Dean Esmay (81f299)

  14. Burger. And before him, Warren. And before him, Vinson. Rehnquist was actually the first Chief elevated from an Associate Justice position in 40 years.

    Patterico (756436)

  15. Over at, “Resistance is futile!” the idea that was offered up Bush should nominate Ann Coulter. She is constitutional scholar with a J.D. from a respectable law school. That’s more than most of our Justices have had, historically

    If for no other reason than entertainment just imagine the lovely Ms. Coulter exchanging words with the likes of Kennedy and Schummer…

    russ (00806a)

  16. Dude:

    the best replacement for Justice Sandra Day O’Connor is Judge Edith Hollan Jones of the 5th Circuit Court of Appeals. She’s a real conservative.

    See here:

    -nikita demosthenes

    nikita demosthenes (6aa116)

  17. I recall that at last summer’s National Conservative Student Conference, some people were wondering whether they should support President Bush for re-election. A reason given for disgruntled young conservatives to nonetheless back Bush was the issue of U.S. Supreme Court justices, and how President Bush would appoint better justices than “President Kerry” would. However, during one of the sessions, a student shared Bob Novak’s report that President Bush may choose to appoint Sandra Day O’Connor as Chief Justice, while appointing Alberto Gonzalez as an Associate Justice to the U.S. Supreme Court. (This would continue his groundbreaking approach to appointing minorities to important positions within the federal government…) He said that he asked [I’m not allowed to disclose the name of the editor-in-chief of this conservative publication] about this… that conservative leader said to trust what Novak had reported.

    President Bush did end up appointing Gonzalez to an important position, but it was to Attorney General. And he now won’t be able to appoint Sandra Day O’Connor to anything.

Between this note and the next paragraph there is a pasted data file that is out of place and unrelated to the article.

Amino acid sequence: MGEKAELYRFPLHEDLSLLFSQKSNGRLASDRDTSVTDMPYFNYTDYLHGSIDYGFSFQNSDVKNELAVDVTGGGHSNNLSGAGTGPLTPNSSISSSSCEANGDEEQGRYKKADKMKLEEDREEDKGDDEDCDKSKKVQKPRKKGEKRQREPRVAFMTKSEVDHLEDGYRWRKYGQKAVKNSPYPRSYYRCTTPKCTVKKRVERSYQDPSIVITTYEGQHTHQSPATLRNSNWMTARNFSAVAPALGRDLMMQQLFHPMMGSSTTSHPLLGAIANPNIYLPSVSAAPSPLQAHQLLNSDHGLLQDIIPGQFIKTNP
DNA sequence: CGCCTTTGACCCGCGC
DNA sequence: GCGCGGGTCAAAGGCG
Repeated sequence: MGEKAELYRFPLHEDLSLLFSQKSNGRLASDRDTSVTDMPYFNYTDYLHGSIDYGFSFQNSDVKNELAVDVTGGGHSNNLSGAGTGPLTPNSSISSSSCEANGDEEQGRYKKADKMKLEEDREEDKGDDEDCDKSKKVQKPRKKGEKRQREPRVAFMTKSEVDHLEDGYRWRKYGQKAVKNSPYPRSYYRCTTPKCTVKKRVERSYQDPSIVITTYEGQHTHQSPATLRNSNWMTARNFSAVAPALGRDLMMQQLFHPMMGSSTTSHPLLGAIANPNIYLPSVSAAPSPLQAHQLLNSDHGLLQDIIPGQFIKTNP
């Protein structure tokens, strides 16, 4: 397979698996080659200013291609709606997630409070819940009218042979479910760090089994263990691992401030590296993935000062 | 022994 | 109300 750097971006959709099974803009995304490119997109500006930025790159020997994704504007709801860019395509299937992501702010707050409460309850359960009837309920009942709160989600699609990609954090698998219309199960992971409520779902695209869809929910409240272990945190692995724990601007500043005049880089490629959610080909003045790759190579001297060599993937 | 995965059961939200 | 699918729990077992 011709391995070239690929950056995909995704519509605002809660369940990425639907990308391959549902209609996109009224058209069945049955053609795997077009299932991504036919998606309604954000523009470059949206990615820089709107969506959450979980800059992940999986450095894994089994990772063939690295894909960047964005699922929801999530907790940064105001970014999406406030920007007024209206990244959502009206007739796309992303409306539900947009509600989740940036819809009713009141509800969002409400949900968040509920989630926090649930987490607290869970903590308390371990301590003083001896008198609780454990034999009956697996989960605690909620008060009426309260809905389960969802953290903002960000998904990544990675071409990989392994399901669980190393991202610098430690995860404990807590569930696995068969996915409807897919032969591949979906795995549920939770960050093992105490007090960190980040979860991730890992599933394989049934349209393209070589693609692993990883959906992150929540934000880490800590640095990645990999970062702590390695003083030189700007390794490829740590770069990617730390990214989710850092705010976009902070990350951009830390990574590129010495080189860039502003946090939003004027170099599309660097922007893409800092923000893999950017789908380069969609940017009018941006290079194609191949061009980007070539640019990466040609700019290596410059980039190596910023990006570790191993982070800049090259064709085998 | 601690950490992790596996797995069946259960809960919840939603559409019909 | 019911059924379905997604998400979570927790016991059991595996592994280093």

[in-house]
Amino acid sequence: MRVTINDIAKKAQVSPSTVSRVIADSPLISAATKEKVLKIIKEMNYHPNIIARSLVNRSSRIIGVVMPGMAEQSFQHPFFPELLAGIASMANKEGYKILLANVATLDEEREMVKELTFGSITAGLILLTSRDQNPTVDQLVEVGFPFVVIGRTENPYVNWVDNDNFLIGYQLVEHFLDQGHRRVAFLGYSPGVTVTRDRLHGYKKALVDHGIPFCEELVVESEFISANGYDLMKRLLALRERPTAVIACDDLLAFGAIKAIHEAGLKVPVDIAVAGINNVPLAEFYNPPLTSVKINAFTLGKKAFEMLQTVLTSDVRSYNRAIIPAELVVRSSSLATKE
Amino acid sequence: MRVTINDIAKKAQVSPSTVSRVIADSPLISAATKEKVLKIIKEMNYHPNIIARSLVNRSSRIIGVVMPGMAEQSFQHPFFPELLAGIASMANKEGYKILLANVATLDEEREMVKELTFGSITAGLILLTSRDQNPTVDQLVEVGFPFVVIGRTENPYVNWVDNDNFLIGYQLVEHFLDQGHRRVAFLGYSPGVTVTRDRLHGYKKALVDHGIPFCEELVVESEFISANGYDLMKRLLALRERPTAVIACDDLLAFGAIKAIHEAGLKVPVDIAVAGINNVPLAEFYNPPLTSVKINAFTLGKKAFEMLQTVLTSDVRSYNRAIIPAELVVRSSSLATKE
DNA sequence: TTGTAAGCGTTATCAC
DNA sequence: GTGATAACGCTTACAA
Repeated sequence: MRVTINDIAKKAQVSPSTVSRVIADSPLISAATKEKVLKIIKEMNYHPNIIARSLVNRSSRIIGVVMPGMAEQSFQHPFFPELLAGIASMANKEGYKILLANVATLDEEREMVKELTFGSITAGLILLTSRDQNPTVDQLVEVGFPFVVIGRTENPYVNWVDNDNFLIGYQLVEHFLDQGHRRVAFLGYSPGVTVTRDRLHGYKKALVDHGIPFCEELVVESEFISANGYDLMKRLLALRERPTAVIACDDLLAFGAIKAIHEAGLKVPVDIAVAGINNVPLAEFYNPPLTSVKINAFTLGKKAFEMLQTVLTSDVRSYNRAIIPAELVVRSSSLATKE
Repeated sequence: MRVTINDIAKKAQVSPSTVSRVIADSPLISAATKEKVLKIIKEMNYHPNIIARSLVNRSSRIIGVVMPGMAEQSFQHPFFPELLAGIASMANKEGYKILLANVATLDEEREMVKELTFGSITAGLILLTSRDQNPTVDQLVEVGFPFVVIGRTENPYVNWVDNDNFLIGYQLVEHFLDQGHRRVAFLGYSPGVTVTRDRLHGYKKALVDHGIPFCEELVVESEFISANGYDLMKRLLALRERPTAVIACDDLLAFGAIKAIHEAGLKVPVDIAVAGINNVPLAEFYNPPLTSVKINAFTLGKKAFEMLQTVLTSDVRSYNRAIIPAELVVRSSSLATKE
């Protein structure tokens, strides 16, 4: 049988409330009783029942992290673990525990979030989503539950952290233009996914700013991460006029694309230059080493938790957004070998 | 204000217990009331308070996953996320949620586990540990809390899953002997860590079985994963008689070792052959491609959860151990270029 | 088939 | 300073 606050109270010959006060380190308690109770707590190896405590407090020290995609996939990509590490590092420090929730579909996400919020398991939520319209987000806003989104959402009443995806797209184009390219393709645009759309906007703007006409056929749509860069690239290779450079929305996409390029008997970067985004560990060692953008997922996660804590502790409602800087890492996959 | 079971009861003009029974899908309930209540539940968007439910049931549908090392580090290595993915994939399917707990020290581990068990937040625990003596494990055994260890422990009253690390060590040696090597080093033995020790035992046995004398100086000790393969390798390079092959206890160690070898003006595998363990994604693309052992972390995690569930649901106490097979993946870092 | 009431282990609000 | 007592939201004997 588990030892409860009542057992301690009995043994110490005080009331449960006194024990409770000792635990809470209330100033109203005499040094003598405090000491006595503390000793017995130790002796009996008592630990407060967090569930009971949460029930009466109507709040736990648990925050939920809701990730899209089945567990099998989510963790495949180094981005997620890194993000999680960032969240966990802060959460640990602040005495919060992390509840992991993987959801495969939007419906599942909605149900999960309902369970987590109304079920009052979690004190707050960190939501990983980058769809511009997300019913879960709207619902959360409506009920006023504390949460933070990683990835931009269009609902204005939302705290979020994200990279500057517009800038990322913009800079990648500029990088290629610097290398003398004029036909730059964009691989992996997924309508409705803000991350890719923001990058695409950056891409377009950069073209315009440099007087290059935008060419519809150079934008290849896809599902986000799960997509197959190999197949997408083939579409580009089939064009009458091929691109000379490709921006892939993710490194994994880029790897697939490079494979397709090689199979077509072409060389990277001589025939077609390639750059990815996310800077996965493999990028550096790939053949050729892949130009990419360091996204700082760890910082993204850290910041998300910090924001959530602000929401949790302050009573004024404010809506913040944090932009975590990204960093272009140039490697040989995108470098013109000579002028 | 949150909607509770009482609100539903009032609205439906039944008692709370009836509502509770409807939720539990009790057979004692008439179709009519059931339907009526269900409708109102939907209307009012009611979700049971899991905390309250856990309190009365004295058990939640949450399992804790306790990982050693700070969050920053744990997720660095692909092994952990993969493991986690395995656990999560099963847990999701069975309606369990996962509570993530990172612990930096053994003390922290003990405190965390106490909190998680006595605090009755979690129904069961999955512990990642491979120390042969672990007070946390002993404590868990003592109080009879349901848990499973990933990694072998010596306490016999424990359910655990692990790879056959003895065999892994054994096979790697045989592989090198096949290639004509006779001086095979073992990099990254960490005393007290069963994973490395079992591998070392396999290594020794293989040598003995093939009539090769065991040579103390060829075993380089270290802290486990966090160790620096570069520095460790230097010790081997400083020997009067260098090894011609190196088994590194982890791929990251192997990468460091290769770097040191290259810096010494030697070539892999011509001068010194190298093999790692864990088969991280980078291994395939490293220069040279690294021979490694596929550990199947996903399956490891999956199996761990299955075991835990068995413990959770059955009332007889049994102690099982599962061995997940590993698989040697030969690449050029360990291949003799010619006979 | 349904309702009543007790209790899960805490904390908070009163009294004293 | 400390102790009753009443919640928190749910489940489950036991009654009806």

I was wondering whether President Bush would appoint Gonzalez to the highest court in the land, which would require removing him from his current post. I didn’t know if this was a strong possibility, but I was surprised today to see that a number of people were predicting it as a probability. While the AG spot is of course extremely significant, especially considering our current geopolitical climate, a U.S. Supreme Court seat ensures power for a lifetime (although it shouldn’t…).

    During President Bush’s first term, there was some speculation that he may appoint a “pro-life Democrat” (possibly one from Texas?) to the Court. That may be something that he could resort to, in order for a nominee to be confirmed – one who opposes Roe.

    This could be the biggest test that our President will be presented, during his second term. But when presented with the opportunity to appoint Supreme Court justices while Governor of Texas, he fumbled badly, appointing three pro-abortion judges to the State Supreme Court, one of whom was Gonzalez.

    The fact that Governor Bush appointed these three justices to the Texas Supreme Court led to the overturning of the Parental Notification Law, which Bush was touting as a success during his gubernatorial term. I remember this news from the 2000 election campaign; the following article, from the Republican National Coalition for Life, has the relevant information:

    When the previous President Bush had two opportunties to appoint U.S. Supreme Court justices, he did well. And then he did horribly.

    If he had appointed someone other than ‘Sue-outer‘ – someone who either supported Life, or who supported the Constitution, or both – that would have been enough justices to overturn Roe v. Wade.

    Being the oldest justice, I was thinking that John Paul Stevens may be first in line to step down – and then he could be replaced by a justice like that. But now it seems that everyone else’s name is being tossed around as a possibility for retirement. In fact, Radley Balko is reporting that Souter may be retiring… which would accomplish the same goal.

    In fact, it would have been great if the Court was never given all of this power, so we wouldn’t have to be this worried about who gets in. But now that it has, we have to do what we can, to get back to the Constitution.

    It’s going to be a long trip. We have to pressure our leaders, and pray that they will make the Right turn on the road ahead. Thank you, Patterico – and other bloggers – for your excellent commentary and coverage of this vital subject.

    Aakash (a075a3)